Viacom Debt Ratings Cut by Moody's

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The downgrade "reflects the continued weaker than anticipated rebound in the company's operating performance," the firm says.

Credit agency Moody's Investors Service on Thursday downgraded its debt ratings on Viacom following the company's Wednesday news that was cutting its dividend in half and that it plans to raise debt in the near term to boost its financial flexibility.

Lower credit ratings make it more expensive for companies to borrow money. Moody's kept its Viacom debt ratings at investment-grade levels, though, and said its ratings outlook was stable.

"Moody's recognizes Viacom's commitment to maintain investment-grade credit ratings and we believe the company's board and management team will take steps to de-lever the balance sheet and strengthen financial flexibility," Moody's wrote. It also forecast an increase in operating cash flows in fiscal year 2017, which starts next month.

Moody's added that "inability to drive operating performance to deliver stronger results and turnaround performance of its programming could put downward pressure" on the ratings. "This will be a growing concern as the company gets closer to the next affiliate negotiation cycle in coming years."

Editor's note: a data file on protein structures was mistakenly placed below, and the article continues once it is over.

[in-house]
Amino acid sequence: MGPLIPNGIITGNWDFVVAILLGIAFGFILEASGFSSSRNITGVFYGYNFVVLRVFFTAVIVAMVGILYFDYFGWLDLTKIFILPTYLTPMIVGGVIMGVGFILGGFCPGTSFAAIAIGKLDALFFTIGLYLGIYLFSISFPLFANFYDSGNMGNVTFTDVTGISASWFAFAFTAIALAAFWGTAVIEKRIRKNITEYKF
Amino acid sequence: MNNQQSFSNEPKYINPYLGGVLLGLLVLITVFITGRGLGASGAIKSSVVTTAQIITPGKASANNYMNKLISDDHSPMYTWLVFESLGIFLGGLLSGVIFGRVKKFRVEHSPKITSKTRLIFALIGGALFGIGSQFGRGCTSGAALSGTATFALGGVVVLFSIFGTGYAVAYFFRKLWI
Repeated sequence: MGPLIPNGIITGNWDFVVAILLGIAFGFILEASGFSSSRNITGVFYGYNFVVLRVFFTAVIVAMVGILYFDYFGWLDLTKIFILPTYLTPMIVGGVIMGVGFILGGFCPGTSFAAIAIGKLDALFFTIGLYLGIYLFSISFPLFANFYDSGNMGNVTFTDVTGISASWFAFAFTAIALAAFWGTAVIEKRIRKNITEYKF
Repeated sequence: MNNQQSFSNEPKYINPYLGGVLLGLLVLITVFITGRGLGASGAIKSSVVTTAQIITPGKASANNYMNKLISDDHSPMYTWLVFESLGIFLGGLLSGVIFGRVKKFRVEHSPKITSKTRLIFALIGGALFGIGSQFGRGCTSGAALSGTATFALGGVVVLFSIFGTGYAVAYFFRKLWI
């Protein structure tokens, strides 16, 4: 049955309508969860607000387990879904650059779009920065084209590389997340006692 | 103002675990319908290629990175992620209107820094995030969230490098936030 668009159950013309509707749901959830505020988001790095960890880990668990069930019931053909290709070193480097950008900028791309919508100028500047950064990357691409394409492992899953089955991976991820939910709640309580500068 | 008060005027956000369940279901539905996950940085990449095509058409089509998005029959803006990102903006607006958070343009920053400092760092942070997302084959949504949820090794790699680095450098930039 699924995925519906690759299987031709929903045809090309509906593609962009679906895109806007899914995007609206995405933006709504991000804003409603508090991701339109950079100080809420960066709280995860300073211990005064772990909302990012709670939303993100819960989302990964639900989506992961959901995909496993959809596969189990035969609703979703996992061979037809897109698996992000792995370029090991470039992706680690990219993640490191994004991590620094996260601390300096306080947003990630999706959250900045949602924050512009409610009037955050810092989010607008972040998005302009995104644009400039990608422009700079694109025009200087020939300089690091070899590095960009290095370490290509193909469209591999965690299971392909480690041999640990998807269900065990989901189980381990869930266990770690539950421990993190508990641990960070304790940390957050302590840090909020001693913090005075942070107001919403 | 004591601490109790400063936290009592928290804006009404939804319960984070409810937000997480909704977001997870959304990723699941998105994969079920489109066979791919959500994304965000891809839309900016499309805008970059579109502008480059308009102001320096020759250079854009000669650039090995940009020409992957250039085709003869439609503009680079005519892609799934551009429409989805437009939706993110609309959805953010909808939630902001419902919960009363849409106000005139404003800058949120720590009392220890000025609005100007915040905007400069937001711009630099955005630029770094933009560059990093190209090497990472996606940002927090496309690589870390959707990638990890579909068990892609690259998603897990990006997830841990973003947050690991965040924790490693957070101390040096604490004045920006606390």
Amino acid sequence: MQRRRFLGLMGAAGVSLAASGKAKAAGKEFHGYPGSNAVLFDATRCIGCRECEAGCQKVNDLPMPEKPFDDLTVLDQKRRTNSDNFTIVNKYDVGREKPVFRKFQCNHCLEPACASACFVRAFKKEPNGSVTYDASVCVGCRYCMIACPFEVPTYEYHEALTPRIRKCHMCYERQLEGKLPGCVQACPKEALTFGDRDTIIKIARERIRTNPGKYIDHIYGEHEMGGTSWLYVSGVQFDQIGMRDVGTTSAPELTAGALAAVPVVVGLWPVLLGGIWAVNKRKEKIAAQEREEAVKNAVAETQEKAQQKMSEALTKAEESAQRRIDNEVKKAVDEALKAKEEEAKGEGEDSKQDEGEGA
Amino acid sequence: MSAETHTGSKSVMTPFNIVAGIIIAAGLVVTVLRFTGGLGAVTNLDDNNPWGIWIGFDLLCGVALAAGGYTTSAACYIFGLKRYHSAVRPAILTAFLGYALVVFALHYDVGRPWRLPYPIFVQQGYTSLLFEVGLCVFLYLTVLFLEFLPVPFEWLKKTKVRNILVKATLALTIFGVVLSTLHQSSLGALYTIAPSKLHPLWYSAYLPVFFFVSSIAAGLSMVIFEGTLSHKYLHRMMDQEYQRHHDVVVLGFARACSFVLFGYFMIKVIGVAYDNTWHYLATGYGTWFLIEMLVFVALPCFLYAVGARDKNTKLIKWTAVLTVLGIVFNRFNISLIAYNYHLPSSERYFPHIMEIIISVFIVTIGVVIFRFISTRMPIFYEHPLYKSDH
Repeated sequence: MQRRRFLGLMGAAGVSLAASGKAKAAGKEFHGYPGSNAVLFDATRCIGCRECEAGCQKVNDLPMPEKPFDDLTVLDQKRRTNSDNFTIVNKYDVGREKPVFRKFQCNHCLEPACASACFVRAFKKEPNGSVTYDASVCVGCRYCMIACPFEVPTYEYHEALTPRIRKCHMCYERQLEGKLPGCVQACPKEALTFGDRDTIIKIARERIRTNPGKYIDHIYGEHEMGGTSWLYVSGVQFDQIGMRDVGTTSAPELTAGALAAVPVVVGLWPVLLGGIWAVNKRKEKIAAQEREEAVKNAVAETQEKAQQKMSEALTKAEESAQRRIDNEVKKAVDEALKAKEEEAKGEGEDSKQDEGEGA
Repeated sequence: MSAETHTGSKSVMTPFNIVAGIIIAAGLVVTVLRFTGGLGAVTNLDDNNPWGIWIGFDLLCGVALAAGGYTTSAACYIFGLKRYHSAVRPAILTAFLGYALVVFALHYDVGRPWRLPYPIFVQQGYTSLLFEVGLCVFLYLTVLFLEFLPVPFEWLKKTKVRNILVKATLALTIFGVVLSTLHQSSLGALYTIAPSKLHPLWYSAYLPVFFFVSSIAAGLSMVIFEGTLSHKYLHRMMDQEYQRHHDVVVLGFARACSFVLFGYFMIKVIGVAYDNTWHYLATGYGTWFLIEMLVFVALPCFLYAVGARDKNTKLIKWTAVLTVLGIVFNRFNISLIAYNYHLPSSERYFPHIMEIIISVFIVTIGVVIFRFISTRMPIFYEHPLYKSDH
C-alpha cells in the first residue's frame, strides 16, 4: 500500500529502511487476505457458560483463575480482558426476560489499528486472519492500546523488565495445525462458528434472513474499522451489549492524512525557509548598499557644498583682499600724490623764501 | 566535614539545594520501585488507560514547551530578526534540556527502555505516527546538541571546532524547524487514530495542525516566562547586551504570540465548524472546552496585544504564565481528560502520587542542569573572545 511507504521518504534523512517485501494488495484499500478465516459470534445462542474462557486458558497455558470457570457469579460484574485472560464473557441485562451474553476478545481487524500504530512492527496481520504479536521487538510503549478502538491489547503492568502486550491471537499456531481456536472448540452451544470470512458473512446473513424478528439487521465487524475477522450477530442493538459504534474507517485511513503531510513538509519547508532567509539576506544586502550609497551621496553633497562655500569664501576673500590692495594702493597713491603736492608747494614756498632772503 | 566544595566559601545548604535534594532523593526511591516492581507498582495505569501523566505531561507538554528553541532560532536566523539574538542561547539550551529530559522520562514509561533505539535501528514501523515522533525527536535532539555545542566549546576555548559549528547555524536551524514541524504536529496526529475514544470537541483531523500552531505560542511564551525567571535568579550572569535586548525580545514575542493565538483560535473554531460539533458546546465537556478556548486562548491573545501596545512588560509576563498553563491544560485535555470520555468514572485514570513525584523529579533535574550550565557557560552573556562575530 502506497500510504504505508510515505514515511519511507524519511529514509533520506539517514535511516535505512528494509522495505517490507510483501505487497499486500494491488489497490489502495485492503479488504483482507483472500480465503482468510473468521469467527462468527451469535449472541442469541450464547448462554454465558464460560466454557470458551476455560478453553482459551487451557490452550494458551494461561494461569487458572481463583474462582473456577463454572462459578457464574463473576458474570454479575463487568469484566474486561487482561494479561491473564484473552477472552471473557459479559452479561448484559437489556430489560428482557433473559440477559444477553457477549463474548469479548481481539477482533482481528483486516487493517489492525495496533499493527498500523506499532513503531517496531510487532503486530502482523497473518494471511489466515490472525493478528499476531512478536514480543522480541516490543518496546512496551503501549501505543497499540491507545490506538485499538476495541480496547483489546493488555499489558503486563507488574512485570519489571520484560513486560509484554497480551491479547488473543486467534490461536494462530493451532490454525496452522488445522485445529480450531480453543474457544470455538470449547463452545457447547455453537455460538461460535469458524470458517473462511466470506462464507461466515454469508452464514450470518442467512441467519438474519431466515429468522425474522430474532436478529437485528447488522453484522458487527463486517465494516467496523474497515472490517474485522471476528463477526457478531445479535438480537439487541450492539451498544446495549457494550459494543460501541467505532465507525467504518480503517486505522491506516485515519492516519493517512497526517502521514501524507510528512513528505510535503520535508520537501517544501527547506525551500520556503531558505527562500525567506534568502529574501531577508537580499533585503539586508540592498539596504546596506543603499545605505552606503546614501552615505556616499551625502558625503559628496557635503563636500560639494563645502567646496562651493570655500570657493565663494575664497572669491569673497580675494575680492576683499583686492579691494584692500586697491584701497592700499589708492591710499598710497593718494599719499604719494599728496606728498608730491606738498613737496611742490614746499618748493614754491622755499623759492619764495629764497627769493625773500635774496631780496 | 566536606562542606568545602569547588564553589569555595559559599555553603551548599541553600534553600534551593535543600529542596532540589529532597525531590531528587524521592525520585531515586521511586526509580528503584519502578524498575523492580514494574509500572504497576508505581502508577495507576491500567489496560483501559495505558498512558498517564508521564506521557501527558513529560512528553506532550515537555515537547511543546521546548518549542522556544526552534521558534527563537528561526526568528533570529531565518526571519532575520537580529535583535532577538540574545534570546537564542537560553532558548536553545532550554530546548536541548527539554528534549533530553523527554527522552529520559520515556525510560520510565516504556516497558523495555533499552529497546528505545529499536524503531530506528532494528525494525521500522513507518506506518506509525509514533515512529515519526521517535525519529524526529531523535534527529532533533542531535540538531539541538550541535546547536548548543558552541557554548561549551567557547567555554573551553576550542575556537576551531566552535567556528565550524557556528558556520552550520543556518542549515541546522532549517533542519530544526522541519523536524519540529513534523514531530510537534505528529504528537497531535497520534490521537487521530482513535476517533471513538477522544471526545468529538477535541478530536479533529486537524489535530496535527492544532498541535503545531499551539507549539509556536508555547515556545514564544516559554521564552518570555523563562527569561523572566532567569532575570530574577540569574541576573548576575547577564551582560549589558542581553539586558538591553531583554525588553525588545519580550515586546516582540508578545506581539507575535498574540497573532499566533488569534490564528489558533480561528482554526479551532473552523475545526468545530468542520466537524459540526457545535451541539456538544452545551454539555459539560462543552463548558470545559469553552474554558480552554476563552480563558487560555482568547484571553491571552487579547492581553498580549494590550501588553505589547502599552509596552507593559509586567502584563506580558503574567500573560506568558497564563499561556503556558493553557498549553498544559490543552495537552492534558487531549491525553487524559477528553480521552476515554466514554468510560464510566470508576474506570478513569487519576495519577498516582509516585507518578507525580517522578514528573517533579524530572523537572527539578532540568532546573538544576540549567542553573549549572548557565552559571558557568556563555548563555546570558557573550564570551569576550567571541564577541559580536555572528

The firm had recently signaled a possible debt ratings cut, but decided to wait for updates from the company.

"Today's rating action reflects the continued weaker than anticipated rebound in the company's operating performance and cash flow contributions and our expectation for higher near-term adjusted leverage," Moody's analyst Neil Begley wrote in a report. "The reduction in dividends was anticipated and we believe is a prudent step on top of previous steps to halt share repurchases and increase investment in network programming. However, we have previously stated that we believe the added financial flexibility from the announced dividend cut will not on its own be sufficient to materially reduce gross debt."

He added: "Furthermore, the planned debt issuance will delay deleveraging and reduction in absolute debt as was previously anticipated by Moody's in its estimates."

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